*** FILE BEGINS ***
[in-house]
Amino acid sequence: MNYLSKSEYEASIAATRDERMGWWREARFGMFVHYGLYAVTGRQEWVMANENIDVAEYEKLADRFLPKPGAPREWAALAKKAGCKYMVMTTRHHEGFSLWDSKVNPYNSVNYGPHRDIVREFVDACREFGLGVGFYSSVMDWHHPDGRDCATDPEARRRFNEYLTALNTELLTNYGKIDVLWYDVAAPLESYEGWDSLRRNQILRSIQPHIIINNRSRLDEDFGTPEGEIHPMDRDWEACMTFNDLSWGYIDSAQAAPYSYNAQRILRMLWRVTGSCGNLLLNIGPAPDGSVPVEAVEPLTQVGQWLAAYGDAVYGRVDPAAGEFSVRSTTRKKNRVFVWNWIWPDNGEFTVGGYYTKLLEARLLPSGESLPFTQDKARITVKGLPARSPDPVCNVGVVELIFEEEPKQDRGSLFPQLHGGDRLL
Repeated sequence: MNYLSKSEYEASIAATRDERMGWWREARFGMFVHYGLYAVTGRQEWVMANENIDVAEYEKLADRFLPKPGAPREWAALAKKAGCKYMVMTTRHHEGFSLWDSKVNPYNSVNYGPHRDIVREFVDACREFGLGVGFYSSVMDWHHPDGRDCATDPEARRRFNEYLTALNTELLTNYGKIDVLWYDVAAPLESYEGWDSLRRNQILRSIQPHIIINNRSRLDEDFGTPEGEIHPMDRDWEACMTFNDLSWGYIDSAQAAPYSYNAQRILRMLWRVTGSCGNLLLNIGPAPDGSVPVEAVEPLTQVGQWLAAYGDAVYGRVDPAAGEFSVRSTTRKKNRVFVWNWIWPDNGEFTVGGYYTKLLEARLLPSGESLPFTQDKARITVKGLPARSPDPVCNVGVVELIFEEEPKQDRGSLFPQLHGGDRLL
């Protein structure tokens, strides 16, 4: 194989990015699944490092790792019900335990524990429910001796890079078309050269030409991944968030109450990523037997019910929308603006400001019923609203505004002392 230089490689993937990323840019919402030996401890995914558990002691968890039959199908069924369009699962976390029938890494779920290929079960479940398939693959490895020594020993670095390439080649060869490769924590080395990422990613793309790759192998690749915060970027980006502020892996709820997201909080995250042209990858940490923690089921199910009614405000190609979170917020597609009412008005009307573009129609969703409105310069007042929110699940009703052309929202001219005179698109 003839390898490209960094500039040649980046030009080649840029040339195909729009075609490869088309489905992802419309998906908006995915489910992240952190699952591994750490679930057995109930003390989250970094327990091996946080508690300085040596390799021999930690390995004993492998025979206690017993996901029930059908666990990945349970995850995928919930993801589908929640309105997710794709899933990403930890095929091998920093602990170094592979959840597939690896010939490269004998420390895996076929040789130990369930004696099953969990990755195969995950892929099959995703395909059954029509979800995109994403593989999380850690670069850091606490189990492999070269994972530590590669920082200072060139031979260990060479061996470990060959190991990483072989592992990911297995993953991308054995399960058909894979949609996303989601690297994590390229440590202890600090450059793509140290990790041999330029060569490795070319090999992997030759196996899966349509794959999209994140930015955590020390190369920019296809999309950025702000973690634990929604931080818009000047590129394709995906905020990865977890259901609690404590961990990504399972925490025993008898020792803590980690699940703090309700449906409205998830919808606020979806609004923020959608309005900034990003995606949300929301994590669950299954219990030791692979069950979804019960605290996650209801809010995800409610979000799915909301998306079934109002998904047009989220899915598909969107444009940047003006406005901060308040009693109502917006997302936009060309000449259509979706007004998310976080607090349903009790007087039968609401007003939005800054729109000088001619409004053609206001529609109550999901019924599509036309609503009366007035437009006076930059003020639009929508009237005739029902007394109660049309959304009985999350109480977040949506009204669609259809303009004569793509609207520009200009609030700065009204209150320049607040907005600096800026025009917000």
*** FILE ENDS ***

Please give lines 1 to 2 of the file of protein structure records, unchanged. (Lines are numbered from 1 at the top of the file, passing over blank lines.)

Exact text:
[in-house]
Amino acid sequence: MNYLSKSEYEASIAATRDERMGWWREARFGMFVHYGLYAVTGRQEWVMANENIDVAEYEKLADRFLPKPGAPREWAALAKKAGCKYMVMTTRHHEGFSLWDSKVNPYNSVNYGPHRDIVREFVDACREFGLGVGFYSSVMDWHHPDGRDCATDPEARRRFNEYLTALNTELLTNYGKIDVLWYDVAAPLESYEGWDSLRRNQILRSIQPHIIINNRSRLDEDFGTPEGEIHPMDRDWEACMTFNDLSWGYIDSAQAAPYSYNAQRILRMLWRVTGSCGNLLLNIGPAPDGSVPVEAVEPLTQVGQWLAAYGDAVYGRVDPAAGEFSVRSTTRKKNRVFVWNWIWPDNGEFTVGGYYTKLLEARLLPSGESLPFTQDKARITVKGLPARSPDPVCNVGVVELIFEEEPKQDRGSLFPQLHGGDRLL